The first trend is OP, which stands for Open Data. It’s about arming the public who are already prepared to fight against corruption with information. If you don’t know, or don’t see anything, how can you monitor and check? This disclosure is not only helpful for tracking various budgets but also for ensuring that anti-corruption agencies work efficiently. It’s like reviving a past trend to be useful once again.

I give the example of www.openspending.org from the UK, which opens all state data as standard and allows the public to use it immediately. That means we have a standard for opening data that we can use right away without having to reinvent the wheel.

As for Thailand, we have various efforts from the state sector, such as ‘Where does the tax go? (Phasi Pai Nai?)’ by the Government Digital Office and from civil sectors like ACT Ai by the Anti-Corruption Organization of Thailand (ACT), which has led to exposing major cases like the ‘electric pole scandal.’ A citizen checked the data of electric pole procurement from ACT Ai, saw that it was unusually expensive, exposed it, and filed a complaint. This created a wave leading to the changes we see.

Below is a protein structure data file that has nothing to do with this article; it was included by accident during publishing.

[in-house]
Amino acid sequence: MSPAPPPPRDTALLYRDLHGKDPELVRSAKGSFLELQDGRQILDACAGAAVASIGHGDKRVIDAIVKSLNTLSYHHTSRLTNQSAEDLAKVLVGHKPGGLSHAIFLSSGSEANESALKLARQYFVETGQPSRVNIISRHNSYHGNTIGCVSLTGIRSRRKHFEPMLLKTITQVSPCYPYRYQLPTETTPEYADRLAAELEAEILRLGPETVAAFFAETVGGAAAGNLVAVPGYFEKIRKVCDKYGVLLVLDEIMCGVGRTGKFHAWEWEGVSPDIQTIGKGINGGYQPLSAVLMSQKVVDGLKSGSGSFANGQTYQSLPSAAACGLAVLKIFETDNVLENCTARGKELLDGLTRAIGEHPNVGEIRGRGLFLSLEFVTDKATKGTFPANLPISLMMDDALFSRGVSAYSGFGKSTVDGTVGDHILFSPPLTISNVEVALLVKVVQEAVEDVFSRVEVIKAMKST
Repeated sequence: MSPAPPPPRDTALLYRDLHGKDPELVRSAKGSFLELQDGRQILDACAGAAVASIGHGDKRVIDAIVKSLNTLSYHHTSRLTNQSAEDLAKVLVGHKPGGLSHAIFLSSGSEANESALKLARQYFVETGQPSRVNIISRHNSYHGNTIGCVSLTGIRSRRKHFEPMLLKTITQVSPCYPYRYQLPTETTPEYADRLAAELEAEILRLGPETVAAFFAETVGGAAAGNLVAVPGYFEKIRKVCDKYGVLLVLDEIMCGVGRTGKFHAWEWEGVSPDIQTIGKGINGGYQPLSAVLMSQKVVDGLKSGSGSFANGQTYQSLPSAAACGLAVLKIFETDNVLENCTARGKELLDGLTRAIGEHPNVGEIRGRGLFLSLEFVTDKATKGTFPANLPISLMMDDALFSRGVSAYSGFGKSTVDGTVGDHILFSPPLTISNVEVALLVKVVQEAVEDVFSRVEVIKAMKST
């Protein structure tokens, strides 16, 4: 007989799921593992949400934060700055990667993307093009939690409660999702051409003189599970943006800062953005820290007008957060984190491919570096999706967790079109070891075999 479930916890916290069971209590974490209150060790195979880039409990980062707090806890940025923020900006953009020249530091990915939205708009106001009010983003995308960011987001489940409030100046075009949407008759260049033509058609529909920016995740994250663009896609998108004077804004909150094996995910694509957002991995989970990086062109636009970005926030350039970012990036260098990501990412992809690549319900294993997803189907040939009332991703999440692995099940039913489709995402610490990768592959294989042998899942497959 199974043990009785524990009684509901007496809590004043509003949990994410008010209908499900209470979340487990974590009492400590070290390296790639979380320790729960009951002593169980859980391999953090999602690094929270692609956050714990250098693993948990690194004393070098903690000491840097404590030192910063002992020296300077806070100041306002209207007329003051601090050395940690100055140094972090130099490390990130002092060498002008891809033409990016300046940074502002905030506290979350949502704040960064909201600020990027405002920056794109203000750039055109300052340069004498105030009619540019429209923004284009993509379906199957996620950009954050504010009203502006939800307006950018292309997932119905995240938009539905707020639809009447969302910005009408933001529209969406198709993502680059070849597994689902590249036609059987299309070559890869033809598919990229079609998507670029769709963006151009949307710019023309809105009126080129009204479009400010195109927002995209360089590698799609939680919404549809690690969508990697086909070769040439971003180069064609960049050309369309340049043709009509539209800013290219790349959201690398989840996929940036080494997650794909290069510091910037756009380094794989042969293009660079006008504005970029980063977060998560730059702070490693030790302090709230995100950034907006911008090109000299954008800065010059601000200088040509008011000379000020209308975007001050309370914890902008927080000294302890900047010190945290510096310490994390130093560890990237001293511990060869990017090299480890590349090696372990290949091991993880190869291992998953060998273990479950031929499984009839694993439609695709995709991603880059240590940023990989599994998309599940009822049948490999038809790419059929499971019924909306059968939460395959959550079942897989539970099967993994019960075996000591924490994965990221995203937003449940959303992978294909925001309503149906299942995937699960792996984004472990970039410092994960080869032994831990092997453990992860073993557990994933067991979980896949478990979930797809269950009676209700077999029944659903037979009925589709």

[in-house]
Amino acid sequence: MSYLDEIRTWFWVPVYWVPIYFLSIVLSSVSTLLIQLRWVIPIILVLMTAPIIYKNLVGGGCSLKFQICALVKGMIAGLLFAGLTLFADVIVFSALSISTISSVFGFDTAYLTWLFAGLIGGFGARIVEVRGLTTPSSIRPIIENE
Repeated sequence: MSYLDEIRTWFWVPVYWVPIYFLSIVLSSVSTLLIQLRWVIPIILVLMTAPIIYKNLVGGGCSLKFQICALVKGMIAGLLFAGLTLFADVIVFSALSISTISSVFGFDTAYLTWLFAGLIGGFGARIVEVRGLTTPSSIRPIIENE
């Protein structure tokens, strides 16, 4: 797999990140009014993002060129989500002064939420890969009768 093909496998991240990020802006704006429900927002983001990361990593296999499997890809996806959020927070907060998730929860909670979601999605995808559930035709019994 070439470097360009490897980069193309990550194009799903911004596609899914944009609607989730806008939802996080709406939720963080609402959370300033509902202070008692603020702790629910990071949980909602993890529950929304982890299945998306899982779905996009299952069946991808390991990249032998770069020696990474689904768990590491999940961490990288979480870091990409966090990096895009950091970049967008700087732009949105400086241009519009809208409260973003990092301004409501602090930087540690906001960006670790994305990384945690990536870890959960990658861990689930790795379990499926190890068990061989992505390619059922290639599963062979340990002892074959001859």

However, the problem is that there are still many obstacles. Many government agencies are still possessive of their information. They say they want transparency, but they refuse to disclose information. Take the NACC for example, which has a direct role in creating transparency in society. However, crucial information that the agency holds like political assets is only disclosed for 180 days before being shut down. They also prohibit downloading the data. If you want to keep the information, you have to photograph each screen, which is a massive burden.

The second trend is the P, which stands for Participation, or creating extensive public cooperation. This is highly related to the first trend because, once comprehensive and standardized information is disclosed, it should be pushed to be utilized by making the data easily digestible and creating a continual channel for benefitting from that information.